Multinuclear NMR: Easy or Difficult? (Tips for Solid-state NMR)

  • Summary


  • How easy or difficult NMR measurements are depends on various factors. Sensitivity(S/N ratio) may be estimated in terms of receptivity given by the following formula.
    Large gyromagnetic ratio γ and natural abundance Nabd lead to large receptivity for 19F and 27Al, for example.
  • Low-γ nuclei exhibiting low NMR frequencies (∝ γ ), such as 25Mg and 47,49Ti, may suffer from ringing effects, making their measurements difficult.
  • In solid-state NMR, it is easy to obtain high-resolution spectra for the nuclei with spin quantum number of 1/2, like 13C and 31P, while difficult for those having larger quantum number than 1/2, in general, because of quadrupolar broadening. Half integer spins (I=3/2, 5/2, 7/2, 9/2), such as 11B and 23Na, may yield high-resolution spectra via special techniques like MQMAS. These techniques are not applicable to integer spins (I=1, 3, …), such as 10B and 14N.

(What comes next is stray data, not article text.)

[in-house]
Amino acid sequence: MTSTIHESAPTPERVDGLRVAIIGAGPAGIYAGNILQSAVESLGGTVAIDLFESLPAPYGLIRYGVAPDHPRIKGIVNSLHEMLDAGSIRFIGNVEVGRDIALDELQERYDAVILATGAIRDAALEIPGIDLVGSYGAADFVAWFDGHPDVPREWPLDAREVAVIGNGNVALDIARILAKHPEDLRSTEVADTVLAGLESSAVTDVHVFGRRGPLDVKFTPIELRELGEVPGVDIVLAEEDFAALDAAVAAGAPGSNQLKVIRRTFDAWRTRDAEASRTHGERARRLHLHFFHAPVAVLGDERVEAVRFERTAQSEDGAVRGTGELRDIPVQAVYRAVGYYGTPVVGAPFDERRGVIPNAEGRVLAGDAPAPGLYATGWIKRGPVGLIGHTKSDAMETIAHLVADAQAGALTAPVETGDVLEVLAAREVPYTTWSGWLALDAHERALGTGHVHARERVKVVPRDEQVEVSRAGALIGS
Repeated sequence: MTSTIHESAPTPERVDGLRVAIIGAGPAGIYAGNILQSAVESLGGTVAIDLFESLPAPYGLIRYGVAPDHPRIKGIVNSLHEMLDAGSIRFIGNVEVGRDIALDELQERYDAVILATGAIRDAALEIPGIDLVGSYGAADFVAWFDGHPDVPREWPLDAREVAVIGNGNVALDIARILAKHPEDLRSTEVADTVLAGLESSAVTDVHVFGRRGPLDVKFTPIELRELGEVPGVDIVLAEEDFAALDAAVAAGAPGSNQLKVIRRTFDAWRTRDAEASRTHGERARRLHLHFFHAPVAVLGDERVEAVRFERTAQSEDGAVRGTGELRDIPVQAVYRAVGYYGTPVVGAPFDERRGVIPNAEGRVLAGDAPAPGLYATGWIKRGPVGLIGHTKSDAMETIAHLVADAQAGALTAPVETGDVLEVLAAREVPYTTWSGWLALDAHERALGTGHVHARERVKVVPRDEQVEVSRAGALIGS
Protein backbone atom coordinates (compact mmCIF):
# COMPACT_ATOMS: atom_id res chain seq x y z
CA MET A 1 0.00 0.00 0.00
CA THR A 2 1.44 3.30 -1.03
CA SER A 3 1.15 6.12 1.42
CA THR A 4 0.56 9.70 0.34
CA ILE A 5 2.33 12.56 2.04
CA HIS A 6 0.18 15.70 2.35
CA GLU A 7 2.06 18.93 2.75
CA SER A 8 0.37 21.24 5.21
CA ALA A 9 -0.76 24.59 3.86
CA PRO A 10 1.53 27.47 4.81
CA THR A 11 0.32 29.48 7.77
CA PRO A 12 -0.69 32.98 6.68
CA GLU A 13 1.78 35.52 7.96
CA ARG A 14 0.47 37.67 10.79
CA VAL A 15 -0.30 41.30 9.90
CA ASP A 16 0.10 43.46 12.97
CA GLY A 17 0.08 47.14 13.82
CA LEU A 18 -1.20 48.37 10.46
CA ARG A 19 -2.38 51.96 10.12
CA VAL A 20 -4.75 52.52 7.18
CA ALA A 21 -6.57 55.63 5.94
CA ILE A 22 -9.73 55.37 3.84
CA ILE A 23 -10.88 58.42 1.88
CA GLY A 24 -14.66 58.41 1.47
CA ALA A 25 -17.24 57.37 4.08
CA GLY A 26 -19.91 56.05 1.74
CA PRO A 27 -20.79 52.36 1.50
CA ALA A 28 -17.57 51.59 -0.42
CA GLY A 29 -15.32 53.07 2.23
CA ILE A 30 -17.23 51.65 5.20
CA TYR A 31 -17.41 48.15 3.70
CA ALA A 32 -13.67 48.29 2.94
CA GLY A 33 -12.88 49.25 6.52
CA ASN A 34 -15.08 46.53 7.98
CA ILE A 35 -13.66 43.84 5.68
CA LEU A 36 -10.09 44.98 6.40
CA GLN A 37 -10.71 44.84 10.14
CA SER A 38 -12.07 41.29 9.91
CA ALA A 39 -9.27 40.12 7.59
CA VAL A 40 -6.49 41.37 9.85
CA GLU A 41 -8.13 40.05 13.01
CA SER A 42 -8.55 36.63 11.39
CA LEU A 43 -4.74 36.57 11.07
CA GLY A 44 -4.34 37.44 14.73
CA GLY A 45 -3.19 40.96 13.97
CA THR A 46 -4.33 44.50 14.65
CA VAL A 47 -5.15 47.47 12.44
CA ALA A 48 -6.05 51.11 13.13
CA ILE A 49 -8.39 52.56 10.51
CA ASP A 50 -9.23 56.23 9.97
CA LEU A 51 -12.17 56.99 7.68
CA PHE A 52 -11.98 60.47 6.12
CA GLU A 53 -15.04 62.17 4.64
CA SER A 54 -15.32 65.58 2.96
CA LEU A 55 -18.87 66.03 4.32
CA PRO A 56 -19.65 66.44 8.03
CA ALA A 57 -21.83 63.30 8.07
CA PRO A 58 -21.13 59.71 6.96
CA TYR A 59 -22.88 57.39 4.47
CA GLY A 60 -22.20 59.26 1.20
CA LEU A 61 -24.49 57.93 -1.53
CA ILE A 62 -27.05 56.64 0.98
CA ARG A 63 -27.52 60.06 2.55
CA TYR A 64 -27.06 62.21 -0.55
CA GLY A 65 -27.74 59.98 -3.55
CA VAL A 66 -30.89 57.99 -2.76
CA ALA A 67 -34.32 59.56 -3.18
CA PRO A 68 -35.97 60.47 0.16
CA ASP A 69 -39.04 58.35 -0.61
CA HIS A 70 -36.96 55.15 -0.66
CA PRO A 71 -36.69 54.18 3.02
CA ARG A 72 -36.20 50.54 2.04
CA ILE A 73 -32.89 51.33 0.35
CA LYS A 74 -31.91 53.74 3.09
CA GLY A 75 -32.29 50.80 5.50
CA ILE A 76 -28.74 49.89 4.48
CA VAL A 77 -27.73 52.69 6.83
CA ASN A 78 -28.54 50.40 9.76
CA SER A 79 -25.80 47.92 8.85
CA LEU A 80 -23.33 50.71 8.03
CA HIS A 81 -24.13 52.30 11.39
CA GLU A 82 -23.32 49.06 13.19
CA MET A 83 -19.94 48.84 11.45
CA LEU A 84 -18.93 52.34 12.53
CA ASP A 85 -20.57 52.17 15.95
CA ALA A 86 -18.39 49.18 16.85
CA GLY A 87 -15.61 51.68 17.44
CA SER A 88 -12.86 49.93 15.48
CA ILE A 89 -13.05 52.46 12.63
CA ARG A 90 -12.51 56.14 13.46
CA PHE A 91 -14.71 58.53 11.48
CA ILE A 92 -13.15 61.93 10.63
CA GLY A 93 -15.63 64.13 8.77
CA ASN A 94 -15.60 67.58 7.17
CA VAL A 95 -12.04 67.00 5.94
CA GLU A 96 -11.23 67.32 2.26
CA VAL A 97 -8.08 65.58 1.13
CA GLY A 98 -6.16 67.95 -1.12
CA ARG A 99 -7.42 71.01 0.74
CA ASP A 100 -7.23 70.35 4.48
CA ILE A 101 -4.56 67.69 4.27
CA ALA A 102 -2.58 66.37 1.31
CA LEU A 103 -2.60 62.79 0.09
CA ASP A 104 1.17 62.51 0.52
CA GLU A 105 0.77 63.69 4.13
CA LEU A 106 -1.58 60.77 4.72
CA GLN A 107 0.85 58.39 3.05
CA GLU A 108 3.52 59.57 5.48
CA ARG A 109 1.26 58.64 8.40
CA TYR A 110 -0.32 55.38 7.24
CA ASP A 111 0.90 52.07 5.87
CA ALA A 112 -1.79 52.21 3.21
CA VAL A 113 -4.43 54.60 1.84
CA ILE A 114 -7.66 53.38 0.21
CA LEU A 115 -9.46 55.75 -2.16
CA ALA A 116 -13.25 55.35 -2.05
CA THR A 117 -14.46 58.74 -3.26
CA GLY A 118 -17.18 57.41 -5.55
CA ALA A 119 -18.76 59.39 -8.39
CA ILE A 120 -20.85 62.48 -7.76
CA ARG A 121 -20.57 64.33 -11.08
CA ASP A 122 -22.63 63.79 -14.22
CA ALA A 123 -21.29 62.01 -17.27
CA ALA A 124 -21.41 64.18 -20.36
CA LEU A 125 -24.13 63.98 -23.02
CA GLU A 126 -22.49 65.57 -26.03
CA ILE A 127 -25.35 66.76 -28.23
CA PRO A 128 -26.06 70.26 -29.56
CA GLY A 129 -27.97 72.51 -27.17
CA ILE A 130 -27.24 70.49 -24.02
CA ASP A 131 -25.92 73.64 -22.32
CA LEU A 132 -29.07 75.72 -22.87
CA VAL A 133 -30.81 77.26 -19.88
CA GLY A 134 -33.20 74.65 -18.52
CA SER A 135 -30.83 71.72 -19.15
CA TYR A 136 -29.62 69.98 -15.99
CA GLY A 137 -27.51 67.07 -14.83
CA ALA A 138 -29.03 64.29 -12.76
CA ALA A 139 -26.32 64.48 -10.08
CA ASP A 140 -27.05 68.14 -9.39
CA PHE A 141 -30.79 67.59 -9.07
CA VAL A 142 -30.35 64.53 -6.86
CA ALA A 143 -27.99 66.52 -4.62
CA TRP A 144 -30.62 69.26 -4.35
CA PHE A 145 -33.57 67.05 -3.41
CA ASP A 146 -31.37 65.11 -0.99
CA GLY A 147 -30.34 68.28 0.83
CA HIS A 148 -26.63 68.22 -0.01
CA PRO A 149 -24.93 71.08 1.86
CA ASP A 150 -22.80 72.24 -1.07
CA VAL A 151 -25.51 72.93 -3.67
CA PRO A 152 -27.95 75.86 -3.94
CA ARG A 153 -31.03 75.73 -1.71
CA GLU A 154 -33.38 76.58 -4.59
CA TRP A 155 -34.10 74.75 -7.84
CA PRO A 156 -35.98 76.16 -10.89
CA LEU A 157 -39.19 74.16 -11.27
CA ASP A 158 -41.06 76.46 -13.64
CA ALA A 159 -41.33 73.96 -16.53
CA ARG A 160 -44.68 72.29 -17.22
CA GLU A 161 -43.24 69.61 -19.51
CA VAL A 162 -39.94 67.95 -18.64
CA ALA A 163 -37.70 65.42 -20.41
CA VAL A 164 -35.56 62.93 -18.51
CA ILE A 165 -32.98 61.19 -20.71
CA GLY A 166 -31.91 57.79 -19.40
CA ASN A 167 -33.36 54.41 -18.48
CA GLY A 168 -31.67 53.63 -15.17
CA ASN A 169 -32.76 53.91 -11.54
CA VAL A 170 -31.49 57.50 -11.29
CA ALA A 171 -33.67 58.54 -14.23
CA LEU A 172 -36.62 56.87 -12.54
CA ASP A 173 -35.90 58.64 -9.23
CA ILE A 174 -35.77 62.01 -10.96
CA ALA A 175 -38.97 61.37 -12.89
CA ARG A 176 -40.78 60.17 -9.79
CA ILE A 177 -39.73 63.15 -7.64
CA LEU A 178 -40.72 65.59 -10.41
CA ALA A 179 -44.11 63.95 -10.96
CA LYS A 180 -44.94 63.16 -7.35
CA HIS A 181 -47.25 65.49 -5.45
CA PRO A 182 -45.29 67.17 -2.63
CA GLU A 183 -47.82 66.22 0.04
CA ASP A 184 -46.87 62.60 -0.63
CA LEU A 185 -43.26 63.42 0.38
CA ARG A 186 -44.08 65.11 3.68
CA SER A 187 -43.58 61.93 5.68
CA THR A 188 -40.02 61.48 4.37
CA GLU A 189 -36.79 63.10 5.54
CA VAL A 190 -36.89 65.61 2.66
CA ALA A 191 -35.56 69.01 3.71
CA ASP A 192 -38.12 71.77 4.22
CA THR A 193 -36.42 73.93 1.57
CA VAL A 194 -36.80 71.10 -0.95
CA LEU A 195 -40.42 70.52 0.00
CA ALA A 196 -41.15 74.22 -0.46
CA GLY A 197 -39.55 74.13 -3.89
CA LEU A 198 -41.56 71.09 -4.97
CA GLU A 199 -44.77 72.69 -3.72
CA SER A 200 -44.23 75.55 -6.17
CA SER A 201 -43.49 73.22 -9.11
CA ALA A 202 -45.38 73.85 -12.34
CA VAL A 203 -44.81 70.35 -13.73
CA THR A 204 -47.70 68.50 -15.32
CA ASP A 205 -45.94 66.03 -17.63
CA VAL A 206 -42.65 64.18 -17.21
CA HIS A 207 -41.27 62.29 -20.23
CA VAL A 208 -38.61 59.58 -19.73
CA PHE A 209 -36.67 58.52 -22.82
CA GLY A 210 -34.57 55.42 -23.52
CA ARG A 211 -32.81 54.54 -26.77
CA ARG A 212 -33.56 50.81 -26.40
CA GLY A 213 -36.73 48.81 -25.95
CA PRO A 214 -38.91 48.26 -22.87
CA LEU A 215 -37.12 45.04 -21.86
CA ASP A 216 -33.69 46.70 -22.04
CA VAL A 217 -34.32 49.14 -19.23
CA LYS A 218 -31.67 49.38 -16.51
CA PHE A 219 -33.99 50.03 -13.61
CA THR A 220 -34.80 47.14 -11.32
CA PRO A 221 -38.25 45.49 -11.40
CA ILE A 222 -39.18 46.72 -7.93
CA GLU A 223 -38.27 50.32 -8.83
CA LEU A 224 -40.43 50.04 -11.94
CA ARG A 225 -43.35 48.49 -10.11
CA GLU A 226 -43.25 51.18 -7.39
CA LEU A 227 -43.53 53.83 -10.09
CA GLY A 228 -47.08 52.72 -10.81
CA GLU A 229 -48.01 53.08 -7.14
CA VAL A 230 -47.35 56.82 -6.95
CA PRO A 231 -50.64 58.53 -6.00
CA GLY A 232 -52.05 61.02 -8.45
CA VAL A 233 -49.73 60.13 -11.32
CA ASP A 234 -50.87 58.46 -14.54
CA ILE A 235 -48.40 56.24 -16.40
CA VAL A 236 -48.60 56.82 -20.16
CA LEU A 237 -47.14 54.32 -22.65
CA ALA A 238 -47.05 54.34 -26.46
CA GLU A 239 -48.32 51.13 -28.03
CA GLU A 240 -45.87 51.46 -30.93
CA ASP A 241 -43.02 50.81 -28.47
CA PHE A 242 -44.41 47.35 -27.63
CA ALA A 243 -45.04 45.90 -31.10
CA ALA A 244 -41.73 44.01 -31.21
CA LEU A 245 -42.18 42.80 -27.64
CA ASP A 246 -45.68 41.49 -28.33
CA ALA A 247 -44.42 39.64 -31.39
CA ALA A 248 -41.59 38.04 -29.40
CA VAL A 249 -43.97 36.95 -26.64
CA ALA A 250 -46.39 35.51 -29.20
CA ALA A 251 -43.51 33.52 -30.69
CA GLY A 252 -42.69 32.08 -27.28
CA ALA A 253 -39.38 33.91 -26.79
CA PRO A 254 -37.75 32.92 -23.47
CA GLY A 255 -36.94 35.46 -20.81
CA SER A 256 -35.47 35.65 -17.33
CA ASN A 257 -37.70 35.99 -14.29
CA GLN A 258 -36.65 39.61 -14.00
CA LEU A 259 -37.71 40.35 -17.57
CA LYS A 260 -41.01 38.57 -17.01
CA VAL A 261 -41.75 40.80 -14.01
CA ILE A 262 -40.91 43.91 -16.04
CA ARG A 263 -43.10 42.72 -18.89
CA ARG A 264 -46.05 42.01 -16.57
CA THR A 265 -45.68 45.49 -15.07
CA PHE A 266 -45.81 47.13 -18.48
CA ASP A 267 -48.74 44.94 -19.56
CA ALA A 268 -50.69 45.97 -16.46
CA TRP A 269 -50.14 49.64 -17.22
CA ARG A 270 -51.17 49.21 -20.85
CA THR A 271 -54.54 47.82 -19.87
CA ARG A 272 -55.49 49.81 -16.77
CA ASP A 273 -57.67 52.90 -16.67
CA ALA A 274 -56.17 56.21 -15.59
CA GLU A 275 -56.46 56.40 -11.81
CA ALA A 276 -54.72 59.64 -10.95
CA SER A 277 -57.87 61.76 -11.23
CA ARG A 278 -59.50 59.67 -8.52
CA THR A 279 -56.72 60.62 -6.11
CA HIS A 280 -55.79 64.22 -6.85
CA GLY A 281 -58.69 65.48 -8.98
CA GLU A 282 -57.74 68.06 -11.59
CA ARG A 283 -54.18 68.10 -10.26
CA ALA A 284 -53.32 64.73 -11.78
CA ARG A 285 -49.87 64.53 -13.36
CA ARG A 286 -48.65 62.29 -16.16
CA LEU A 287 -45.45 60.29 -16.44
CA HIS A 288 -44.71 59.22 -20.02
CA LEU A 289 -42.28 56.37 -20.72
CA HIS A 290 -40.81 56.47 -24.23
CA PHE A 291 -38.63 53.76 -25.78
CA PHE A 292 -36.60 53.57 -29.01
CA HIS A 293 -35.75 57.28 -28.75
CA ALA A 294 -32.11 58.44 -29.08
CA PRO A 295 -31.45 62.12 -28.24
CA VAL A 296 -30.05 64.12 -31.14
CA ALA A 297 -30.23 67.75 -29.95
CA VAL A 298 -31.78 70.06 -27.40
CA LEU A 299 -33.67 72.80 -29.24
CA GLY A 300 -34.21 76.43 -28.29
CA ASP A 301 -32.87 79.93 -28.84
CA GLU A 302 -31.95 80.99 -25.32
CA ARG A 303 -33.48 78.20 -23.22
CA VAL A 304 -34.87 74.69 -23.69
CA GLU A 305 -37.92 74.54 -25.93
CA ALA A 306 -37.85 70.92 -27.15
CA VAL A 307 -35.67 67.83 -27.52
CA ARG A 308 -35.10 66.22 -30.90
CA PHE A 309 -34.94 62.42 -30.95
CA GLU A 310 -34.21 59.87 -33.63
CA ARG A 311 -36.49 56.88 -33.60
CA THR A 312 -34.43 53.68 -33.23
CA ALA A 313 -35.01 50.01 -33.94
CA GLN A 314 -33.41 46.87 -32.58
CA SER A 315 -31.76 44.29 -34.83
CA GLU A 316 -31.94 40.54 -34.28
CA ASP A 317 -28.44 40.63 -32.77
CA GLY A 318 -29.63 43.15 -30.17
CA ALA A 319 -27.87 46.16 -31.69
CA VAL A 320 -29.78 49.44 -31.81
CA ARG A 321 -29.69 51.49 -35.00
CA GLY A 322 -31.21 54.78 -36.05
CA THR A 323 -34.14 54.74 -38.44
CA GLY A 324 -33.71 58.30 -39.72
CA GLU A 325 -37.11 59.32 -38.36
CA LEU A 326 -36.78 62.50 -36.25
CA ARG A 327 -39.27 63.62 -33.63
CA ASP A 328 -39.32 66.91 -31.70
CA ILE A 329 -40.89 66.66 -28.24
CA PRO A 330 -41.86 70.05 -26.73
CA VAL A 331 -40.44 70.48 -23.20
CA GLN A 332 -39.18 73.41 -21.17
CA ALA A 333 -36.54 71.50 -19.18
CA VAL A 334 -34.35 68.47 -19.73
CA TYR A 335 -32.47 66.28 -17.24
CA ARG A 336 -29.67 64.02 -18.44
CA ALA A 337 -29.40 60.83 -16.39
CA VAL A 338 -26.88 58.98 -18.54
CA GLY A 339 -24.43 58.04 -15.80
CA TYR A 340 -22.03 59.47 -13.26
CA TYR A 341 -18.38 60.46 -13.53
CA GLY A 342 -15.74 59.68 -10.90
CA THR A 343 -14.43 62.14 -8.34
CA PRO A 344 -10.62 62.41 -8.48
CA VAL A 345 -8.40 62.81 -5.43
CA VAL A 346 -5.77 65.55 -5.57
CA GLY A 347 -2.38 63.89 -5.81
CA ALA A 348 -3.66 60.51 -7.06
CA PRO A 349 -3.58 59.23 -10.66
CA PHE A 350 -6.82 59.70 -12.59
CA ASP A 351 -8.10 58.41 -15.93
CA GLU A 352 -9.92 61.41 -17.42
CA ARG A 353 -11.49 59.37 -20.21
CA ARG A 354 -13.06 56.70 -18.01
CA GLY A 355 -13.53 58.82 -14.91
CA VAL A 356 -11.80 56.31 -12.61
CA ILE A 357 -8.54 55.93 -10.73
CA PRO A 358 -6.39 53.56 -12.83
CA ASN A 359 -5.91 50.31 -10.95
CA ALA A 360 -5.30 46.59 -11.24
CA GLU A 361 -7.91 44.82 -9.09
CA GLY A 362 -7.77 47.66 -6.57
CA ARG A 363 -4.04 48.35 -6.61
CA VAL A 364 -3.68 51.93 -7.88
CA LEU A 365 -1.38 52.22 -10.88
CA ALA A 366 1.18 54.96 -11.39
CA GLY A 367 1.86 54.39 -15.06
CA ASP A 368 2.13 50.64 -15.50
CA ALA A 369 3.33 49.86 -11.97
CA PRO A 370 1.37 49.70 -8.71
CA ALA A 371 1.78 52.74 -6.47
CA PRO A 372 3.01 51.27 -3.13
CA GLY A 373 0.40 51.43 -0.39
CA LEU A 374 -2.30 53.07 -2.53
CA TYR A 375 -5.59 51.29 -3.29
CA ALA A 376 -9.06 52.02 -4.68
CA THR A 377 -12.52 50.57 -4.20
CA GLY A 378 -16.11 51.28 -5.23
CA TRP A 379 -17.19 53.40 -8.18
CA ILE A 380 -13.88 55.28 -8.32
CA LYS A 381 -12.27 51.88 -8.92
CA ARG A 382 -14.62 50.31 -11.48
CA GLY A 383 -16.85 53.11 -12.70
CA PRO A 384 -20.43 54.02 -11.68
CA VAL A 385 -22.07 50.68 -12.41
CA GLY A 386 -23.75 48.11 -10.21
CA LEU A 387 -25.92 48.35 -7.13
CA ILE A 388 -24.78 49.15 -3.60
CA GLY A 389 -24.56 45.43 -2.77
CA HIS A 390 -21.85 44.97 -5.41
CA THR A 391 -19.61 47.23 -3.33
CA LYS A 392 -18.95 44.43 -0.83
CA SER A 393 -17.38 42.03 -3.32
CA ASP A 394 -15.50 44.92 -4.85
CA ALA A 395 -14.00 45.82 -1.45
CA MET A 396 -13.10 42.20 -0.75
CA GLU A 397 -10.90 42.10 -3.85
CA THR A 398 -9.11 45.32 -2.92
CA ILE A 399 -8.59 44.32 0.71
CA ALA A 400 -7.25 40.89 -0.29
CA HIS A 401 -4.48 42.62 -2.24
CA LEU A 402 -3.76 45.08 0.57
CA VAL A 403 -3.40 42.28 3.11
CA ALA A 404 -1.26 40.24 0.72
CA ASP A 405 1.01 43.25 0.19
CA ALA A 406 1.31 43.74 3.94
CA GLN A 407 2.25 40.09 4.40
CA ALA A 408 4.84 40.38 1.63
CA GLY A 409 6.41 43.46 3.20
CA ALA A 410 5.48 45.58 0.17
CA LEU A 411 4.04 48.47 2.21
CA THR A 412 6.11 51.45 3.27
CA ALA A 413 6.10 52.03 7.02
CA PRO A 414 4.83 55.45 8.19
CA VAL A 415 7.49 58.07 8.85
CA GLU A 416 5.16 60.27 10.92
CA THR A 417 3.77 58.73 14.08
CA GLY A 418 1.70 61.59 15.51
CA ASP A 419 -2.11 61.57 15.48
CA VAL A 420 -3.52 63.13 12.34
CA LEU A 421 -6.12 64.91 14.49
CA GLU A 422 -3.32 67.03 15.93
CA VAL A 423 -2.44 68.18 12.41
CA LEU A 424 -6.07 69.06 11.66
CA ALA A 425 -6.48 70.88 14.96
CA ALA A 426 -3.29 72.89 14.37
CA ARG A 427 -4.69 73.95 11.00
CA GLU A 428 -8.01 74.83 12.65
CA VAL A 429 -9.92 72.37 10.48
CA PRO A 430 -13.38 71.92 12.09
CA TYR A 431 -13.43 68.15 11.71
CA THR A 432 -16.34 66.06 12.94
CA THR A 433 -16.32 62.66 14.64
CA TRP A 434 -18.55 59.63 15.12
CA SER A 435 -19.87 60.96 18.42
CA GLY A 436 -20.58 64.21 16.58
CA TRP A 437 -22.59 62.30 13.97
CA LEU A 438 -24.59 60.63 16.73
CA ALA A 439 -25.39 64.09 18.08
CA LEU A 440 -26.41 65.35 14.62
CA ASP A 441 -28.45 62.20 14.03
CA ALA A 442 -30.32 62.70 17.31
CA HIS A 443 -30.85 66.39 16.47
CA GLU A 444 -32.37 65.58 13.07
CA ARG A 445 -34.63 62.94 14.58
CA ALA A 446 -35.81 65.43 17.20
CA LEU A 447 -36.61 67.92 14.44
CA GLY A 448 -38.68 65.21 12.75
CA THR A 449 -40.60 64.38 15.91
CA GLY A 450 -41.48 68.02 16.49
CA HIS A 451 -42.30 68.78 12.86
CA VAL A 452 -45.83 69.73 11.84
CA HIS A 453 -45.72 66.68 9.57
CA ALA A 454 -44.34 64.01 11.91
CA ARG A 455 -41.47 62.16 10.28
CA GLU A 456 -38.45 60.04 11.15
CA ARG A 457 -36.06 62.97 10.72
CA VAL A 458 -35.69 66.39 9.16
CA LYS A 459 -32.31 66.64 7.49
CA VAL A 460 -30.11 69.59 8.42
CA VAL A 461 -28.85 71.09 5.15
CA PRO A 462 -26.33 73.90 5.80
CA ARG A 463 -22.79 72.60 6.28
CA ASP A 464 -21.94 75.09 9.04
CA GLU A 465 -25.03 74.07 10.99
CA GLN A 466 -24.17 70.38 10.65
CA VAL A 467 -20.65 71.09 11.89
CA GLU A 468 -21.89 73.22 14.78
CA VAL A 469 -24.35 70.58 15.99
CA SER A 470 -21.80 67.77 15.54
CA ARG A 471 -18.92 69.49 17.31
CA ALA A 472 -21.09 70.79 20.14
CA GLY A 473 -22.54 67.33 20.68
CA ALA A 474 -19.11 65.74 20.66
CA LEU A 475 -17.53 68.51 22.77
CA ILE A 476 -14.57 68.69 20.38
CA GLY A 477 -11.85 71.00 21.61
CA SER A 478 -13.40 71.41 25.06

• Although 1H high-power decoupling is widely utilized in solid-state NMR, the nuclei experiencing weak 1H dipolar interactions like 29Si require not so strong decoupling. It is difficult to decouple 1H-1H interactions, rendering solid-state 1H measurements difficult.
  • In solids, chemical shifts vary depending on the nuclear orientations (CSA: chemical shift anisotropy). For the nuclei having large CSA, such as 195Pt and 207Pb, magic angle sample spinning with realistic speeds cannot remove spinning sidebands.
  • Another factor of long longitudinal relaxation times T1 makes measurements difficult.


T. Nakai, New Glass, 28(2),17-28 (2013) ” (in Japanese) isavailable.


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